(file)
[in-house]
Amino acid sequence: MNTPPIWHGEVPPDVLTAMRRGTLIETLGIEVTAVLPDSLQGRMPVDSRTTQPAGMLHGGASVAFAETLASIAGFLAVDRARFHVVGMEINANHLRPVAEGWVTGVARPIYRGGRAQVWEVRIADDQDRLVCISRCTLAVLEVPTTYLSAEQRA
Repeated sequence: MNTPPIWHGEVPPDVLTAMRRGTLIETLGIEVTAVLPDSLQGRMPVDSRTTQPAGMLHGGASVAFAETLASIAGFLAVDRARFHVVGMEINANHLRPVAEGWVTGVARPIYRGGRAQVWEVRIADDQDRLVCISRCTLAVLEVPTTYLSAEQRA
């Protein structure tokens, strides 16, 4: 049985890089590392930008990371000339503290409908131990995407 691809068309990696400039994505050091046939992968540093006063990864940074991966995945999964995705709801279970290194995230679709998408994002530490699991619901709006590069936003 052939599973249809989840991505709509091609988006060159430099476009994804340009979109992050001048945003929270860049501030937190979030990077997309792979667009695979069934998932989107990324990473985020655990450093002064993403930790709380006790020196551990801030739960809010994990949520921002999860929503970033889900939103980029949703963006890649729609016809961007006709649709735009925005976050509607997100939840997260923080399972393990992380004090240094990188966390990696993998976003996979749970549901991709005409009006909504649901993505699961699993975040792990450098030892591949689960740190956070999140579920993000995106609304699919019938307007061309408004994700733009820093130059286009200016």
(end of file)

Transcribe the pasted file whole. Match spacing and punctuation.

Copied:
[in-house]
Amino acid sequence: MNTPPIWHGEVPPDVLTAMRRGTLIETLGIEVTAVLPDSLQGRMPVDSRTTQPAGMLHGGASVAFAETLASIAGFLAVDRARFHVVGMEINANHLRPVAEGWVTGVARPIYRGGRAQVWEVRIADDQDRLVCISRCTLAVLEVPTTYLSAEQRA
Repeated sequence: MNTPPIWHGEVPPDVLTAMRRGTLIETLGIEVTAVLPDSLQGRMPVDSRTTQPAGMLHGGASVAFAETLASIAGFLAVDRARFHVVGMEINANHLRPVAEGWVTGVARPIYRGGRAQVWEVRIADDQDRLVCISRCTLAVLEVPTTYLSAEQRA
């Protein structure tokens, strides 16, 4: 049985890089590392930008990371000339503290409908131990995407 691809068309990696400039994505050091046939992968540093006063990864940074991966995945999964995705709801279970290194995230679709998408994002530490699991619901709006590069936003 052939599973249809989840991505709509091609988006060159430099476009994804340009979109992050001048945003929270860049501030937190979030990077997309792979667009695979069934998932989107990324990473985020655990450093002064993403930790709380006790020196551990801030739960809010994990949520921002999860929503970033889900939103980029949703963006890649729609016809961007006709649709735009925005976050509607997100939840997260923080399972393990992380004090240094990188966390990696993998976003996979749970549901991709005409009006909504649901993505699961699993975040792990450098030892591949689960740190956070999140579920993000995106609304699919019938307007061309408004994700733009820093130059286009200016």